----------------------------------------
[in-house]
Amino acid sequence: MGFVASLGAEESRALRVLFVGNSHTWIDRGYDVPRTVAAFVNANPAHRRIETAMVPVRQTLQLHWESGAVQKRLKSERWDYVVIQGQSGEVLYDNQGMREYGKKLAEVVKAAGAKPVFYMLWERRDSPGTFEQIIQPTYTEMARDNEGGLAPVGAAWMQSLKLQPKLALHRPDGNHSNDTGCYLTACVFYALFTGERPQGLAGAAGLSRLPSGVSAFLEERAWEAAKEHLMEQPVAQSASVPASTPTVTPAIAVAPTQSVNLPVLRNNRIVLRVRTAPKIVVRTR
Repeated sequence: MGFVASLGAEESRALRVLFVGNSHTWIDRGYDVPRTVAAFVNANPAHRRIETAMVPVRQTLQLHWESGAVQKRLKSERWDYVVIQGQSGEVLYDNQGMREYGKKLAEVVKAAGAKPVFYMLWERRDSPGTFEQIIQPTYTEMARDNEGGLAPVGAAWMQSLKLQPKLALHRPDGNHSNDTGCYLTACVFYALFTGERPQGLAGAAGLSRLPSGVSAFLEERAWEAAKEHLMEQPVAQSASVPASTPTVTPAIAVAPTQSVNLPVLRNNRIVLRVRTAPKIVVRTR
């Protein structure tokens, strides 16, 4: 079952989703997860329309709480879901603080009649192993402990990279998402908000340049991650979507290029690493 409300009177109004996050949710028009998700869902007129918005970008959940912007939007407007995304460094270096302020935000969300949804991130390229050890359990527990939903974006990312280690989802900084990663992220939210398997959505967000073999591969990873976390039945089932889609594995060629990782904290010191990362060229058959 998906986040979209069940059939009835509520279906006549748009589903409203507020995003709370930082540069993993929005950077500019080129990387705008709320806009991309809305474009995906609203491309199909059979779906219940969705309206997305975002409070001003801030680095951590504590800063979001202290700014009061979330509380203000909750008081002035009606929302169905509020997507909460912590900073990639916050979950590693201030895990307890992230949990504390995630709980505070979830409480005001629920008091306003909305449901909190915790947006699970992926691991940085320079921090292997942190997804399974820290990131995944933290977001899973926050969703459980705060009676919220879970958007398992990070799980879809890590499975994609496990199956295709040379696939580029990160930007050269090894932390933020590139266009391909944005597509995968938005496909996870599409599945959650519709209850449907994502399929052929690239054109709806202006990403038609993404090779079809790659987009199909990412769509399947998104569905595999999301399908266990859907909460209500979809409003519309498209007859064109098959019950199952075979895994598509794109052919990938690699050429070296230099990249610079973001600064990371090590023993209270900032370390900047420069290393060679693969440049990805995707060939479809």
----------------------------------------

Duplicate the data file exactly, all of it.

[in-house]
Amino acid sequence: MGFVASLGAEESRALRVLFVGNSHTWIDRGYDVPRTVAAFVNANPAHRRIETAMVPVRQTLQLHWESGAVQKRLKSERWDYVVIQGQSGEVLYDNQGMREYGKKLAEVVKAAGAKPVFYMLWERRDSPGTFEQIIQPTYTEMARDNEGGLAPVGAAWMQSLKLQPKLALHRPDGNHSNDTGCYLTACVFYALFTGERPQGLAGAAGLSRLPSGVSAFLEERAWEAAKEHLMEQPVAQSASVPASTPTVTPAIAVAPTQSVNLPVLRNNRIVLRVRTAPKIVVRTR
Repeated sequence: MGFVASLGAEESRALRVLFVGNSHTWIDRGYDVPRTVAAFVNANPAHRRIETAMVPVRQTLQLHWESGAVQKRLKSERWDYVVIQGQSGEVLYDNQGMREYGKKLAEVVKAAGAKPVFYMLWERRDSPGTFEQIIQPTYTEMARDNEGGLAPVGAAWMQSLKLQPKLALHRPDGNHSNDTGCYLTACVFYALFTGERPQGLAGAAGLSRLPSGVSAFLEERAWEAAKEHLMEQPVAQSASVPASTPTVTPAIAVAPTQSVNLPVLRNNRIVLRVRTAPKIVVRTR
């Protein structure tokens, strides 16, 4: 079952989703997860329309709480879901603080009649192993402990990279998402908000340049991650979507290029690493 409300009177109004996050949710028009998700869902007129918005970008959940912007939007407007995304460094270096302020935000969300949804991130390229050890359990527990939903974006990312280690989802900084990663992220939210398997959505967000073999591969990873976390039945089932889609594995060629990782904290010191990362060229058959 998906986040979209069940059939009835509520279906006549748009589903409203507020995003709370930082540069993993929005950077500019080129990387705008709320806009991309809305474009995906609203491309199909059979779906219940969705309206997305975002409070001003801030680095951590504590800063979001202290700014009061979330509380203000909750008081002035009606929302169905509020997507909460912590900073990639916050979950590693201030895990307890992230949990504390995630709980505070979830409480005001629920008091306003909305449901909190915790947006699970992926691991940085320079921090292997942190997804399974820290990131995944933290977001899973926050969703459980705060009676919220879970958007398992990070799980879809890590499975994609496990199956295709040379696939580029990160930007050269090894932390933020590139266009391909944005597509995968938005496909996870599409599945959650519709209850449907994502399929052929690239054109709806202006990403038609993404090779079809790659987009199909990412769509399947998104569905595999999301399908266990859907909460209500979809409003519309498209007859064109098959019950199952075979895994598509794109052919990938690699050429070296230099990249610079973001600064990371090590023993209270900032370390900047420069290393060679693969440049990805995707060939479809």